Before this year’s minor league season begins, one of the commenters here at LSB had suggested what appeared to be a fun exercise. The idea was simple: dive into the farm system and see if you can dig up any under-the-radar names to keep an eye on this year. With the wealth of depth in the Rangers’ present MiLB system, identifying potential gems that have been concealed because they were either late-round selections, or were paid low international signing bonuses shouldn’t be too tough.
Before we dive into any actual analysis on a few dudes, let’s set a few ground rules to determine the pool of eligible players for this list:
- Players must be age 22, or younger, on or before 4 May 2021 (Sorry, Cole Uvila)
- Players cannot have previously received an assignment above A+ ball (Bye Bye, Blake Bass)
- Players cannot be listed on MLB Pipeline’s 2021 Rangers Top 30 Prospects List (Ronny Henriquez, who was once a hidden gem, is now #16 on MLB Pipeline’s Rangers Top 30)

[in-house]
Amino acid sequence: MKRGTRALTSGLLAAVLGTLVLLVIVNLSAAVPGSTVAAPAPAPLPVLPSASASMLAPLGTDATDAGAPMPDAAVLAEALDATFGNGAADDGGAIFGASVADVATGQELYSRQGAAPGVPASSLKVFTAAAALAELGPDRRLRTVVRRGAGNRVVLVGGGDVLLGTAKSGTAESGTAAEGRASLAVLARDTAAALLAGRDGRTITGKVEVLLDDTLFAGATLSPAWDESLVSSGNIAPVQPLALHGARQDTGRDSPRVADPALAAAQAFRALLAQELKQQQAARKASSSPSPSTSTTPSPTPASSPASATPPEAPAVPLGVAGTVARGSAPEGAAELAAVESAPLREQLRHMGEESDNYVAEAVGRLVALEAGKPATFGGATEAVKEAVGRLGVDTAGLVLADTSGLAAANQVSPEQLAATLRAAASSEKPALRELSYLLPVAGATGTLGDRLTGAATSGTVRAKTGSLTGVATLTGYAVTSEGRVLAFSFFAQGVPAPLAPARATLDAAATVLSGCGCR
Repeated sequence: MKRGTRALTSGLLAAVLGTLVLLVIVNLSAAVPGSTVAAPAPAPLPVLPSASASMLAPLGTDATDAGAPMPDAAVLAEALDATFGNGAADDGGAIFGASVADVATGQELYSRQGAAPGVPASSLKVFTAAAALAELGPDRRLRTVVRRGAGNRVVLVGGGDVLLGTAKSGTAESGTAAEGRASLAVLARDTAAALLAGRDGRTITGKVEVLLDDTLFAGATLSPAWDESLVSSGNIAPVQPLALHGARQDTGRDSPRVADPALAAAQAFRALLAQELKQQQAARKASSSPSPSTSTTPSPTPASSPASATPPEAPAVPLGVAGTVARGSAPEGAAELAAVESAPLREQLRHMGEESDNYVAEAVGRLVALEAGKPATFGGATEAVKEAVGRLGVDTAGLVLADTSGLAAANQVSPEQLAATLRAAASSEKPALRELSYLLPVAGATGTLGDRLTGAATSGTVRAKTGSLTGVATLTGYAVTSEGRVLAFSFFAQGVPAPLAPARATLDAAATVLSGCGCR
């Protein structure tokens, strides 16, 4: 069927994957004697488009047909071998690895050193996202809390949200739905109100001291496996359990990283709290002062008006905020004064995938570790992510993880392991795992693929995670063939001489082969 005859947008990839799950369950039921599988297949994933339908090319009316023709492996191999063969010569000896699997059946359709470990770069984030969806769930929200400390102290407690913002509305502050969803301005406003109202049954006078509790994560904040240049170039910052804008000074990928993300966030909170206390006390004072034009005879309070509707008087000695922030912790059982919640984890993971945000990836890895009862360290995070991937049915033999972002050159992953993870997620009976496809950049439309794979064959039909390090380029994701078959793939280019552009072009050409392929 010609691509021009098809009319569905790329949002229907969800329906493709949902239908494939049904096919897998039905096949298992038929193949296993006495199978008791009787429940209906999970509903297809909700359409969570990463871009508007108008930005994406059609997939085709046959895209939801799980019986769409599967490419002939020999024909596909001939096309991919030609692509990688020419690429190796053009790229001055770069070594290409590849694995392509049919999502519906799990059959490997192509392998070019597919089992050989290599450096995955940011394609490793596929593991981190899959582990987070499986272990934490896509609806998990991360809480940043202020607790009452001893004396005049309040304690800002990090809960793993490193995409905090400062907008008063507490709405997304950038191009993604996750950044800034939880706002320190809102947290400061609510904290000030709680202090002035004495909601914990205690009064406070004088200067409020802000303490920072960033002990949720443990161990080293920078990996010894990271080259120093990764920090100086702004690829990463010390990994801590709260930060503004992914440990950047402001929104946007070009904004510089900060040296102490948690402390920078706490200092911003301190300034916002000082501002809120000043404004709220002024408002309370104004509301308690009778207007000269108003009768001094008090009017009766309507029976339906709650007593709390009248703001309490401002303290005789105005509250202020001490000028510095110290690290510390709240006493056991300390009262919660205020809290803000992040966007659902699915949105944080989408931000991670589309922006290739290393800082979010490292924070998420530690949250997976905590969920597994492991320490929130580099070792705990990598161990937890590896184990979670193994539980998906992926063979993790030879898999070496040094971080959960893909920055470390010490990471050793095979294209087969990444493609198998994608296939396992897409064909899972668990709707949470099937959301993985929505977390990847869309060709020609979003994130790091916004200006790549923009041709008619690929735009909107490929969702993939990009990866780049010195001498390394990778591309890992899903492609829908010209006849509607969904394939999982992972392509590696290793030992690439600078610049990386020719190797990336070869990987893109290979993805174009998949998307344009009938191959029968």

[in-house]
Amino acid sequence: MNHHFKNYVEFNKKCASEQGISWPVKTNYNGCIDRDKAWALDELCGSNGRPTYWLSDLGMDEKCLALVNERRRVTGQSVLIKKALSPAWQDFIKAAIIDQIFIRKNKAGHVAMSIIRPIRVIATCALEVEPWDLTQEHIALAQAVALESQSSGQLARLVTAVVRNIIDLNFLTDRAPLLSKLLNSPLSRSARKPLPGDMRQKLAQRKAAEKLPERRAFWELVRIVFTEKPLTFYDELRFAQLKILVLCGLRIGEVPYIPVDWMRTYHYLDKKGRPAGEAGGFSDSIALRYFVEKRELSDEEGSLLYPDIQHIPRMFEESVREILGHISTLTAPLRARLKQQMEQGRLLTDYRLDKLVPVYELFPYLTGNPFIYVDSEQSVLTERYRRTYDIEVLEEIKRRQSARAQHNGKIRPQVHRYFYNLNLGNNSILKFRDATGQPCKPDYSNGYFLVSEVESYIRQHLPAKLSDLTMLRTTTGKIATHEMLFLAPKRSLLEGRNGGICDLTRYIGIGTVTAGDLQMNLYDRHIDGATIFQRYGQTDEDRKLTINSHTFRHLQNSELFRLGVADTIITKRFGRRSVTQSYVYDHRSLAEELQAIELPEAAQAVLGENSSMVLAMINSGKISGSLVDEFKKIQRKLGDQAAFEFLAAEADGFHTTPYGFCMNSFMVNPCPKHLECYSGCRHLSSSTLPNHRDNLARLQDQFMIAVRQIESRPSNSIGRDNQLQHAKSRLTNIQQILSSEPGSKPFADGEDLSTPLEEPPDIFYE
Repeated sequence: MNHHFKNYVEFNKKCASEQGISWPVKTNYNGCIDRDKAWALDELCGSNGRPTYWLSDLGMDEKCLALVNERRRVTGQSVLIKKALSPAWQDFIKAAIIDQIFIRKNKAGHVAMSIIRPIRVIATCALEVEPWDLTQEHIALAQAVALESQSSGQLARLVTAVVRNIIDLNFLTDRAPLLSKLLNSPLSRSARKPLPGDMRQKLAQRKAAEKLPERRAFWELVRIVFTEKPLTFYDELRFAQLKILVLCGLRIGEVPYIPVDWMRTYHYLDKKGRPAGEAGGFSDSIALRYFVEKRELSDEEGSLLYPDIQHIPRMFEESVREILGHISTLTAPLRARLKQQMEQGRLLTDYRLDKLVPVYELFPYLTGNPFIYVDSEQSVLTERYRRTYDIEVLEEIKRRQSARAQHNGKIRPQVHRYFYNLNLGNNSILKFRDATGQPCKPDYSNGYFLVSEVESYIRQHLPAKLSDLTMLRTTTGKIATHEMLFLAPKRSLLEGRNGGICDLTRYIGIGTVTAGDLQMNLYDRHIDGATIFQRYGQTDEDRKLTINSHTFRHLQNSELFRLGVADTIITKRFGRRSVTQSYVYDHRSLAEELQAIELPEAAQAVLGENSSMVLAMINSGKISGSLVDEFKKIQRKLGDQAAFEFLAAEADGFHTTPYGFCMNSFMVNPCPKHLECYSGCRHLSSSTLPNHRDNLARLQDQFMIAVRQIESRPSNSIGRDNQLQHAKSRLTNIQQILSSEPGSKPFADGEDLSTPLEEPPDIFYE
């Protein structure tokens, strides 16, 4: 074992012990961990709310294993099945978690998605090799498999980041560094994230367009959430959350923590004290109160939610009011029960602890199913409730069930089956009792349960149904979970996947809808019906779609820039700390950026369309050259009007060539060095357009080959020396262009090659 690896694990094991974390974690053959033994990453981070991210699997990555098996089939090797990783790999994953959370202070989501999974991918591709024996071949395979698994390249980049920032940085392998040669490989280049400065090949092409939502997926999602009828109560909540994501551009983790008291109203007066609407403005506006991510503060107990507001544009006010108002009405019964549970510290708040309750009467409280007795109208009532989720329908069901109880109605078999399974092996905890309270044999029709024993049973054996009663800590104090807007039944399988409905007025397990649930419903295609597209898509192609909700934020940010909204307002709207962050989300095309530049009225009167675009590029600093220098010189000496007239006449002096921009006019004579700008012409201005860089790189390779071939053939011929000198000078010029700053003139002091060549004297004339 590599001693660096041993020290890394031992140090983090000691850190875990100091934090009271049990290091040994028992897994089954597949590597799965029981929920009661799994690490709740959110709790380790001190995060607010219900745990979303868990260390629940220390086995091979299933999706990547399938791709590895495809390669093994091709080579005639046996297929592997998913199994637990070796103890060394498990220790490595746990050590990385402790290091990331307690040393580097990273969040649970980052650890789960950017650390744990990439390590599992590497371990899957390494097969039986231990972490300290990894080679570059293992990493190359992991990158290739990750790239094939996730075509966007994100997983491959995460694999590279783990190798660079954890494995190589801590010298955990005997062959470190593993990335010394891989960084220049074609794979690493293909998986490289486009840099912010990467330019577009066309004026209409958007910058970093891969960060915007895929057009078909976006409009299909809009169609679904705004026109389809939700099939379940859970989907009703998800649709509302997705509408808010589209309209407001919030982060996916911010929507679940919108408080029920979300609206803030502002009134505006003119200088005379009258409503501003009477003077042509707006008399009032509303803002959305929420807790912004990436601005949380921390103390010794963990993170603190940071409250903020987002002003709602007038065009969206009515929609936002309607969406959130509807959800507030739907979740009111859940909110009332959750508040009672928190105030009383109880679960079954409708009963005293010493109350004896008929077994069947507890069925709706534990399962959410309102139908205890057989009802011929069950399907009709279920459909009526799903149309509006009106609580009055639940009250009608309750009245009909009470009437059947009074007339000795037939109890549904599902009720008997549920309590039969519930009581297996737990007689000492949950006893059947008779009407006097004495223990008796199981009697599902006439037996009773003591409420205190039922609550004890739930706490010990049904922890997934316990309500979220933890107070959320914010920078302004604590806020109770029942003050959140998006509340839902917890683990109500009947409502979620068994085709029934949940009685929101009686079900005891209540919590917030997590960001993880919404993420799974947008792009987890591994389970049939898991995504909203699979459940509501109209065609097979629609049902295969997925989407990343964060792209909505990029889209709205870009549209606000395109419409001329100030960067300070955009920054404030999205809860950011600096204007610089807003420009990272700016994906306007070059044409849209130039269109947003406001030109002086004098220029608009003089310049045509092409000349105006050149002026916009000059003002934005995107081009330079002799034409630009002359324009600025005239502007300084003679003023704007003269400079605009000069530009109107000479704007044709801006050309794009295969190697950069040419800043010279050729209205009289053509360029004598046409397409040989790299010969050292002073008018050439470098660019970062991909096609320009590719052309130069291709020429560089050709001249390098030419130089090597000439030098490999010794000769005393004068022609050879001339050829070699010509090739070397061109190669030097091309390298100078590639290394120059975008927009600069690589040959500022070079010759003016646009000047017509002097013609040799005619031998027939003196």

With the rules established, let’s first look at a topic that brings me outside of my comfort zone — pitchers. Within the regulatory framework of this exercise I’m particularly excited to get eyes on the following four unheralded pitchers in 2021:
Alongside promising prospects Owen White and Tekoah “TK” Roby, who both would have undoubtedly made this list if they were not listed as the #17 and #24 prospects on MLB Pipeline's Rangers Top 30, Dane Acker will make his full season debut with the low-A Down East Wood Ducks. That rotation’s going to be salty, and while the Wood Ducks’ offense does not feature much outside of Evan Carter, Keithron Moss, and Luisangel Acuña, the team certainly looks well-positioned to defend its 2019 division title.
At 6’ 2” and 189 pounds, Acker’s body could accommodate some weight, but there’s not a ton of projectability left in the frame. While Acker (2020: 9.8 K/9, 1.8 BB/9, 0.7 HR/9, 0.77 WHIP) didn’t put up Jack Leiter (2021: 15.2 K/9, 3.7 BB/9, 0.9 HR/9, 0.79 WHIP) or Kumar Rocker (2021: 12.5 K/9, 2.1 BB/9, 0.4 HR/9, 0.73 WHIP) stats in his final collegiate season, he was well worth Oakland’s 2020 fourth round selection. If you want to get a solid impression of how Acker performed at the University of Oklahoma, look no further than his no hitter against LSU. Here’s all 27 outs of that performance:
Acker was shipped back to his home state of Texas as the supposed throw-in of the Elvis Andrus trade. The relative indifference towards his inclusion in the trade, at the time the deal was made, largely explains why I included him on this list. He doesn’t have an ace’s profile, but the man knows how to pitch.